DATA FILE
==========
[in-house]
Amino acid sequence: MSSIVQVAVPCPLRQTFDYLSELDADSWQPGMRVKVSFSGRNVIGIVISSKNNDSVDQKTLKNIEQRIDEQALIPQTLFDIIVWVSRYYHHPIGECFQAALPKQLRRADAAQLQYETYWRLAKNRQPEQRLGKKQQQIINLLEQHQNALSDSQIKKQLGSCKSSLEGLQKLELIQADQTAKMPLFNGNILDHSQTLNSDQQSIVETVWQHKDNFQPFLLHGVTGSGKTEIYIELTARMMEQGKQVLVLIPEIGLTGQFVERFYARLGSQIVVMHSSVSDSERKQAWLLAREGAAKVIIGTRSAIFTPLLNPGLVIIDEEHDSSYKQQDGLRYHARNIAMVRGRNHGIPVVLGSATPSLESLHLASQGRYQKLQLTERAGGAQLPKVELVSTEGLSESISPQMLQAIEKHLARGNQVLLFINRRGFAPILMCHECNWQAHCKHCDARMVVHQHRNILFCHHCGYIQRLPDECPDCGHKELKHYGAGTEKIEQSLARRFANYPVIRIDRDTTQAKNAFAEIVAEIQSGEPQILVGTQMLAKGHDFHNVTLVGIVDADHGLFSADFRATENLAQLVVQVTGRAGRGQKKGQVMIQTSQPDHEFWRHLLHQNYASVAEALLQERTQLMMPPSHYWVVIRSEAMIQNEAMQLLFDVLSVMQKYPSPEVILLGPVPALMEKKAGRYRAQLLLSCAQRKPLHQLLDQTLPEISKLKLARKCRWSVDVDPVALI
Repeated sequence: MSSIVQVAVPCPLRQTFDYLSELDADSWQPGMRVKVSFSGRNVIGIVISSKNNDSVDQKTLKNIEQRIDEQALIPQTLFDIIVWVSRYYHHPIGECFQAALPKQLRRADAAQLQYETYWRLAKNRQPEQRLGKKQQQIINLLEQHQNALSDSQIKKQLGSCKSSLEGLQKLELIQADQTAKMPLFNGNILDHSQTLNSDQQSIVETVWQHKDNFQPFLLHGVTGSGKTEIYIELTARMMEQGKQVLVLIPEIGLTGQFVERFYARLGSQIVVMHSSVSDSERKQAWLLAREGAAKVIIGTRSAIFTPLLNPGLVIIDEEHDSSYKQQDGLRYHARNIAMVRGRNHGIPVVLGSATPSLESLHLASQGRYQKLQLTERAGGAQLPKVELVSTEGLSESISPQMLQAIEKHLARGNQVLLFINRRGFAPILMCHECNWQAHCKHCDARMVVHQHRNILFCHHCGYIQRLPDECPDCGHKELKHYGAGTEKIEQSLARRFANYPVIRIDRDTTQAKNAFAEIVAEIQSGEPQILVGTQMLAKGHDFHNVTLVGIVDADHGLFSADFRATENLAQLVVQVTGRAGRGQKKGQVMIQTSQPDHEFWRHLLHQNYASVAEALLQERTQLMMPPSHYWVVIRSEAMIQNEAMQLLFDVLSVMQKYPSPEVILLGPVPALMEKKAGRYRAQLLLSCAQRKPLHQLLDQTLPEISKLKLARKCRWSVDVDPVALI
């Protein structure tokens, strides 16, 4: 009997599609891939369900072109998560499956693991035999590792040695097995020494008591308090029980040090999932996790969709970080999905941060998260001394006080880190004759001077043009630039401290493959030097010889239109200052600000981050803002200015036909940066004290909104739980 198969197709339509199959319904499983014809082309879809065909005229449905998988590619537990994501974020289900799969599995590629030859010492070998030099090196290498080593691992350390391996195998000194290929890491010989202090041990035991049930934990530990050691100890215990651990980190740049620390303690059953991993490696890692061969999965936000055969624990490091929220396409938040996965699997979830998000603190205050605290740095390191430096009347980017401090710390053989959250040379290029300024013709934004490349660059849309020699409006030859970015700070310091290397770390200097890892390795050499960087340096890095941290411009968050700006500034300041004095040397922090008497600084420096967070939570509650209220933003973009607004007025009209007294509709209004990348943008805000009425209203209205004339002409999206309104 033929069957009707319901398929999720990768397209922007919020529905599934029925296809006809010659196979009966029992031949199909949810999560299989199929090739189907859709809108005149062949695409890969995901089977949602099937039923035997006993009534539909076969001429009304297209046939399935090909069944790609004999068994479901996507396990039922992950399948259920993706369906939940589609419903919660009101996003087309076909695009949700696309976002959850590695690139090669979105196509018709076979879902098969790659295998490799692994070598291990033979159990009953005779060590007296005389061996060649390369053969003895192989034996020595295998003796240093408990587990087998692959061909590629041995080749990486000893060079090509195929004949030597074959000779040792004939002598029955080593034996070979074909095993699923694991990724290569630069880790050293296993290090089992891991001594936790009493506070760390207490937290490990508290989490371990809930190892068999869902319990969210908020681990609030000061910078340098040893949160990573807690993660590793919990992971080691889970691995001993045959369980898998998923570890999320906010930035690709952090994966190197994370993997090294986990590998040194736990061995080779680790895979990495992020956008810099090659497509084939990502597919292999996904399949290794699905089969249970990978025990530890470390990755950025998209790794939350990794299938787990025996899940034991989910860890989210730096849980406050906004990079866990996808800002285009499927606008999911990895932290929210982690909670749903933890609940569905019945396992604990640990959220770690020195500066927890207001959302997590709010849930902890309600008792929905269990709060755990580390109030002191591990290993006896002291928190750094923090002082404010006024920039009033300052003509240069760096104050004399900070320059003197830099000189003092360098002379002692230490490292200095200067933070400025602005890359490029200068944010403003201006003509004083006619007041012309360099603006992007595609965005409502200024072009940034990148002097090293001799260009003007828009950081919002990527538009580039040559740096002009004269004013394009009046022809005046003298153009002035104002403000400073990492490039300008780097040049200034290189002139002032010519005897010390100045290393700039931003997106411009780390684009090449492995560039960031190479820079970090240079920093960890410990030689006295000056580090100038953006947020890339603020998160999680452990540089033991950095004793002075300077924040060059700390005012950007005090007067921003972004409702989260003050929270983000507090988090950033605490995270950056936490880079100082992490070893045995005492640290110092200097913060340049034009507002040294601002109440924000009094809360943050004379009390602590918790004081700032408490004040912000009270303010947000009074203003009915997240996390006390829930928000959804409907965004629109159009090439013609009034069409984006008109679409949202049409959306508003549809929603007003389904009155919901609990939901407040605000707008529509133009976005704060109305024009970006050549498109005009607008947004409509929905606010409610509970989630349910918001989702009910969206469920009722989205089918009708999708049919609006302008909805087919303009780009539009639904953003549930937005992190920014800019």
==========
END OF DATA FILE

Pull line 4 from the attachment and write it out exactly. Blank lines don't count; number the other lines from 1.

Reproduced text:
């Protein structure tokens, strides 16, 4: 009997599609891939369900072109998560499956693991035999590792040695097995020494008591308090029980040090999932996790969709970080999905941060998260001394006080880190004759001077043009630039401290493959030097010889239109200052600000981050803002200015036909940066004290909104739980 198969197709339509199959319904499983014809082309879809065909005229449905998988590619537990994501974020289900799969599995590629030859010492070998030099090196290498080593691992350390391996195998000194290929890491010989202090041990035991049930934990530990050691100890215990651990980190740049620390303690059953991993490696890692061969999965936000055969624990490091929220396409938040996965699997979830998000603190205050605290740095390191430096009347980017401090710390053989959250040379290029300024013709934004490349660059849309020699409006030859970015700070310091290397770390200097890892390795050499960087340096890095941290411009968050700006500034300041004095040397922090008497600084420096967070939570509650209220933003973009607004007025009209007294509709209004990348943008805000009425209203209205004339002409999206309104 033929069957009707319901398929999720990768397209922007919020529905599934029925296809006809010659196979009966029992031949199909949810999560299989199929090739189907859709809108005149062949695409890969995901089977949602099937039923035997006993009534539909076969001429009304297209046939399935090909069944790609004999068994479901996507396990039922992950399948259920993706369906939940589609419903919660009101996003087309076909695009949700696309976002959850590695690139090669979105196509018709076979879902098969790659295998490799692994070598291990033979159990009953005779060590007296005389061996060649390369053969003895192989034996020595295998003796240093408990587990087998692959061909590629041995080749990486000893060079090509195929004949030597074959000779040792004939002598029955080593034996070979074909095993699923694991990724290569630069880790050293296993290090089992891991001594936790009493506070760390207490937290490990508290989490371990809930190892068999869902319990969210908020681990609030000061910078340098040893949160990573807690993660590793919990992971080691889970691995001993045959369980898998998923570890999320906010930035690709952090994966190197994370993997090294986990590998040194736990061995080779680790895979990495992020956008810099090659497509084939990502597919292999996904399949290794699905089969249970990978025990530890470390990755950025998209790794939350990794299938787990025996899940034991989910860890989210730096849980406050906004990079866990996808800002285009499927606008999911990895932290929210982690909670749903933890609940569905019945396992604990640990959220770690020195500066927890207001959302997590709010849930902890309600008792929905269990709060755990580390109030002191591990290993006896002291928190750094923090002082404010006024920039009033300052003509240069760096104050004399900070320059003197830099000189003092360098002379002692230490490292200095200067933070400025602005890359490029200068944010403003201006003509004083006619007041012309360099603006992007595609965005409502200024072009940034990148002097090293001799260009003007828009950081919002990527538009580039040559740096002009004269004013394009009046022809005046003298153009002035104002403000400073990492490039300008780097040049200034290189002139002032010519005897010390100045290393700039931003997106411009780390684009090449492995560039960031190479820079970090240079920093960890410990030689006295000056580090100038953006947020890339603020998160999680452990540089033991950095004793002075300077924040060059700390005012950007005090007067921003972004409702989260003050929270983000507090988090950033605490995270950056936490880079100082992490070893045995005492640290110092200097913060340049034009507002040294601002109440924000009094809360943050004379009390602590918790004081700032408490004040912000009270303010947000009074203003009915997240996390006390829930928000959804409907965004629109159009090439013609009034069409984006008109679409949202049409959306508003549809929603007003389904009155919901609990939901407040605000707008529509133009976005704060109305024009970006050549498109005009607008947004409509929905606010409610509970989630349910918001989702009910969206469920009722989205089918009708999708049919609006302008909805087919303009780009539009639904953003549930937005992190920014800019």